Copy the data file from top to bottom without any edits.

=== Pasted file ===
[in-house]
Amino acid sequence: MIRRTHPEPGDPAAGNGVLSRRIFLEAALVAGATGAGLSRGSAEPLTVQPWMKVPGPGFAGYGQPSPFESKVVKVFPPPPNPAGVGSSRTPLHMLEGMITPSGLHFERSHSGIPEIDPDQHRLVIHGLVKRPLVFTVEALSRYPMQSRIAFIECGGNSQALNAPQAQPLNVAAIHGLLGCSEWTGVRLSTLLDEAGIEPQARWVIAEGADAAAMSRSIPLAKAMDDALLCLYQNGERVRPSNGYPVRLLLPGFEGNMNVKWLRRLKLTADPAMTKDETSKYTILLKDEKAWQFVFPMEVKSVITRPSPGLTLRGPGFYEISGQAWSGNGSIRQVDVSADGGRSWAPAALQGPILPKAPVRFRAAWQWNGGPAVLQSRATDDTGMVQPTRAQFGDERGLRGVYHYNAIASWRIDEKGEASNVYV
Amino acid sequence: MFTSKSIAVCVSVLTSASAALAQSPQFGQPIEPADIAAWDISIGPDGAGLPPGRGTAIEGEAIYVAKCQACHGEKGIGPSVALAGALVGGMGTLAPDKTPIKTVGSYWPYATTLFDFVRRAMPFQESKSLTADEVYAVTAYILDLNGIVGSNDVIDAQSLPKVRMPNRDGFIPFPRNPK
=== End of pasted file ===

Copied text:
[in-house]
Amino acid sequence: MIRRTHPEPGDPAAGNGVLSRRIFLEAALVAGATGAGLSRGSAEPLTVQPWMKVPGPGFAGYGQPSPFESKVVKVFPPPPNPAGVGSSRTPLHMLEGMITPSGLHFERSHSGIPEIDPDQHRLVIHGLVKRPLVFTVEALSRYPMQSRIAFIECGGNSQALNAPQAQPLNVAAIHGLLGCSEWTGVRLSTLLDEAGIEPQARWVIAEGADAAAMSRSIPLAKAMDDALLCLYQNGERVRPSNGYPVRLLLPGFEGNMNVKWLRRLKLTADPAMTKDETSKYTILLKDEKAWQFVFPMEVKSVITRPSPGLTLRGPGFYEISGQAWSGNGSIRQVDVSADGGRSWAPAALQGPILPKAPVRFRAAWQWNGGPAVLQSRATDDTGMVQPTRAQFGDERGLRGVYHYNAIASWRIDEKGEASNVYV
Amino acid sequence: MFTSKSIAVCVSVLTSASAALAQSPQFGQPIEPADIAAWDISIGPDGAGLPPGRGTAIEGEAIYVAKCQACHGEKGIGPSVALAGALVGGMGTLAPDKTPIKTVGSYWPYATTLFDFVRRAMPFQESKSLTADEVYAVTAYILDLNGIVGSNDVIDAQSLPKVRMPNRDGFIPFPRNPK